It's three days since the release of Black Tide's first full-length album, and bassist Zakk Sandler is already getting kinda sick of hearing everyone talk about how young the band is.
"It's getting a little annoying," Sandler says. "I mean, it's cool or whatever. But after hearing about it for the 10,000th time, it's like, forget it, we know."
As talented as the four guys in Black Tide have proven themselves to be, their youth is going to drive their storyline, at least for a while. Sandler is the second-oldest member of the band. He's 19. Steven Spence, the drummer, is the band's oldest member. He turned 20 on March 20. Guitarist Alex Nunez is 18, and lead singer Gabriel Garcia is only 15.
But they don't play like toddlers. On Light from Above, which was released March 18, it seems Black Tide is aiming to scream its way into legitimacy.
"I'm a shockwave and I'll take your fucking life," Garcia screams on the opening track. "Don't mess with me / I'm a shockwave ready to kill." To hear it from a 15-year-old, well ... it's kinda cute, in that we're-so-proud-of-you sort of way.
Regardless, it's a promising debut musically. Black Tide's sound is a return to the '80s speed metal of Metallica and Megadeth, if with a more mainstream tilt. Black Tide even covers Metallica's "Hit the Lights" on Light from Above.
The members are from Miami not exactly a thrash hotspot and met each other through school. All have dropped out since, except for Garcia, who takes classes online. And together, they've achieved an enviable level of success. They're signed to giant Interscope Records, and "Shockwave" has been released on the video game Rock Band as a downloadable song.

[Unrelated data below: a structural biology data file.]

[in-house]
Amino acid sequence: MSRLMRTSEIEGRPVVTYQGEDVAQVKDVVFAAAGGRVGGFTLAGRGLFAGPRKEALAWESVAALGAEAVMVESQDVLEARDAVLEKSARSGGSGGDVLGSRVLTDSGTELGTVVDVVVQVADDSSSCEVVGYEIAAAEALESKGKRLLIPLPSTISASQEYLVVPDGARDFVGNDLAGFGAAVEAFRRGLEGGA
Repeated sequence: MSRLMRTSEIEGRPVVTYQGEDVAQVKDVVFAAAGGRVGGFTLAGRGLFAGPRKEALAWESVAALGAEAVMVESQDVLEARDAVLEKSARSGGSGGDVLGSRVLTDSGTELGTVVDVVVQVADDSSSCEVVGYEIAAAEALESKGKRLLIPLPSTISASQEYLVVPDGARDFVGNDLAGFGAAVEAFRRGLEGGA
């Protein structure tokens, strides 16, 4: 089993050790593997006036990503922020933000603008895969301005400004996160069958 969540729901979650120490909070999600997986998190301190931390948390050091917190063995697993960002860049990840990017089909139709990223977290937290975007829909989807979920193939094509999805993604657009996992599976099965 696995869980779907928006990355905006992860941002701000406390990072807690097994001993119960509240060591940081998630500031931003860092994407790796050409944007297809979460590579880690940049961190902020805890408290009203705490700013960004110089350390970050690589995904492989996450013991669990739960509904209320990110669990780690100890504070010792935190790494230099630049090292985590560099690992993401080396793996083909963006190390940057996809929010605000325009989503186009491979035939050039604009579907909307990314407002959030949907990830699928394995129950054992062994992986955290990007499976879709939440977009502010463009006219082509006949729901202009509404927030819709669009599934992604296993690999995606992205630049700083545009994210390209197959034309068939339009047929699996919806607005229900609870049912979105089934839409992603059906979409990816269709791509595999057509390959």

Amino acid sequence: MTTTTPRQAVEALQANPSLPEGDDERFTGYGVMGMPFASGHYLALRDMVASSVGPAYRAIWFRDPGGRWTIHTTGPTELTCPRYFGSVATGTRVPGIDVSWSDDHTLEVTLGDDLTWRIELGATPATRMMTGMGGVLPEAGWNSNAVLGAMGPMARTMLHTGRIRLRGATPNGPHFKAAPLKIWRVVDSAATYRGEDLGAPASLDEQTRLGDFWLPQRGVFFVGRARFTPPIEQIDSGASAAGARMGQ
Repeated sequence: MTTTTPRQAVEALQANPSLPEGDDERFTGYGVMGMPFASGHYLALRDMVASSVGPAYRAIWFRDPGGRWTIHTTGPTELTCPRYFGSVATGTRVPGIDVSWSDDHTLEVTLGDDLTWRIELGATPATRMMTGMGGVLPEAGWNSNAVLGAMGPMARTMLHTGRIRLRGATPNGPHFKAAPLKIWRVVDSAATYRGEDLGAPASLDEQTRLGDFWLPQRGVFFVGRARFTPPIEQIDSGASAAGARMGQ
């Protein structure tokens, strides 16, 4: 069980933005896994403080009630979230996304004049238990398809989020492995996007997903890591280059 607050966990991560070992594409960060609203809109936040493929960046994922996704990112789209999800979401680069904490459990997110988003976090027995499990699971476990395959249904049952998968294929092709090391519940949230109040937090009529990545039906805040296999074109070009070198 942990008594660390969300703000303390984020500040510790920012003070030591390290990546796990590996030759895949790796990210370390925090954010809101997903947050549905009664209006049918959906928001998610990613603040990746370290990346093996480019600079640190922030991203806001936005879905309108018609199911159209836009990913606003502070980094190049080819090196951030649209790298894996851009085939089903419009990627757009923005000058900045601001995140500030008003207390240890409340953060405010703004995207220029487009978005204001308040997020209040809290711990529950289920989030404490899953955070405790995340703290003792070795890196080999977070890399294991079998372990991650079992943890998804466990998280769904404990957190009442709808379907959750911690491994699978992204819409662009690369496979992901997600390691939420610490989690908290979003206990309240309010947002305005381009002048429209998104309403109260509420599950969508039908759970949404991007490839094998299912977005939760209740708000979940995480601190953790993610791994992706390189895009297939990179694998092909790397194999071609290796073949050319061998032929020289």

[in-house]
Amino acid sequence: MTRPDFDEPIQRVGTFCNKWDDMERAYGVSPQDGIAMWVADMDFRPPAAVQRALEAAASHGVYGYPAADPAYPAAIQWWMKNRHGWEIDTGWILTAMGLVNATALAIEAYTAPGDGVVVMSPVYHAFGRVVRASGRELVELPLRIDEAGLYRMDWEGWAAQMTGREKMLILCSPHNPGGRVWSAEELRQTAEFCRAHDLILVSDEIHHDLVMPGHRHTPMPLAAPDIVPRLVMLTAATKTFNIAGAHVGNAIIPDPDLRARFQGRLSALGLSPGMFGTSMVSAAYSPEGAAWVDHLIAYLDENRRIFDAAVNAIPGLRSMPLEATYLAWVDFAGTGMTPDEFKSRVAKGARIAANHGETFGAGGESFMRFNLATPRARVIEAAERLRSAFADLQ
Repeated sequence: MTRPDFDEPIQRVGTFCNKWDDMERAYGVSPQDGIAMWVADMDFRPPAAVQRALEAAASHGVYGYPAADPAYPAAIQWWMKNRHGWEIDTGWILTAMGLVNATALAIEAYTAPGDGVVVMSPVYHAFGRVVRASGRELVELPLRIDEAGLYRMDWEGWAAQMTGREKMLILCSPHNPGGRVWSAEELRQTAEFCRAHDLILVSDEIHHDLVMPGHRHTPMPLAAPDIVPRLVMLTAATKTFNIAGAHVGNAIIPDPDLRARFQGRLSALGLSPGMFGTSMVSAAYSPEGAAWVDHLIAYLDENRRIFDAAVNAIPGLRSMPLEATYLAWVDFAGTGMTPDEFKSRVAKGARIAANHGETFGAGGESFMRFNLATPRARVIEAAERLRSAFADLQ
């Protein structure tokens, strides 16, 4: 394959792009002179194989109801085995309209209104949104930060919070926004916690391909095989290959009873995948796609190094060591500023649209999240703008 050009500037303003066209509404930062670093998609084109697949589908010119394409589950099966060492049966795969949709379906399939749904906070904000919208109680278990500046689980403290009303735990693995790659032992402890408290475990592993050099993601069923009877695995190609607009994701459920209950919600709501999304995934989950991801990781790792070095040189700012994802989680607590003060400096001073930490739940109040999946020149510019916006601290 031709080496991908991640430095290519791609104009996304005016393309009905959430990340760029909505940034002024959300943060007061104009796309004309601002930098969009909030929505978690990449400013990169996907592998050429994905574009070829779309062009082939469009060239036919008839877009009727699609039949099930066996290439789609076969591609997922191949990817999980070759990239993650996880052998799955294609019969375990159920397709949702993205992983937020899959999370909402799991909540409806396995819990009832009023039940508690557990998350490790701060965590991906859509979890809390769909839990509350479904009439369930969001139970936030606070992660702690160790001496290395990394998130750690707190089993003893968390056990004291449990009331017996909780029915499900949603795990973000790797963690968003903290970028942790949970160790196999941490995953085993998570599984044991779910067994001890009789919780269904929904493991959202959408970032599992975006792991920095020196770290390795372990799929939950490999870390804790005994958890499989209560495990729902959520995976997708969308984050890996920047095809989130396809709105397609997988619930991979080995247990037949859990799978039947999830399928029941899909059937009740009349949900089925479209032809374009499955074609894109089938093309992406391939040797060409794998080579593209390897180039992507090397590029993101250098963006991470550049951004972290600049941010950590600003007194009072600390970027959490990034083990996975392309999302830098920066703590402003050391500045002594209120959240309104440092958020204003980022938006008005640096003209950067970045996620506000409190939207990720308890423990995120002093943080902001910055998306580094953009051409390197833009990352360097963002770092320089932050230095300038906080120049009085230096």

"I'm pretty bad at the guitar part," Sandler says. "But I can play bass on expert [level]. It's much easier in real life."
Black Tide has also played at Ozzfest, where a minor mix-up almost halted its set. The band was scheduled to play on Stage Two, which was the stage Jgermeister sponsored. When the liquor company learned that none of the band's members were of-age, they banned them from performing.
"Sharon [Osbourne] was like, "That's bullshit,' so then we got to play on the main stage," Sandler says. "Jger didn't want to look like they were endorsing underage drinking. God forbid; if we play on their stage, it means we must drink their stuff."
Not that they, well, don't drink it. The group had its CD release party March 20.
"It was pretty insane," Sandler says. "I don't remember much."
Because of some Jger?
"No," he says. "Oh wait, yeah, I did have some."
On tour at bars, people have gotten good at looking the other way.
"There's still restrictions," he says. "It's not like we're drinking on the bus every day."
Either way, Black Tide is living the life its members have always dreamed. Even when the band first got together, the members had hopes of getting a record deal and touring for a living. Now, they are.
"We really wanted to do this," Sandler says. "We set our mind to it. This is what we wanted to do, and, at least at the moment, it's been possible."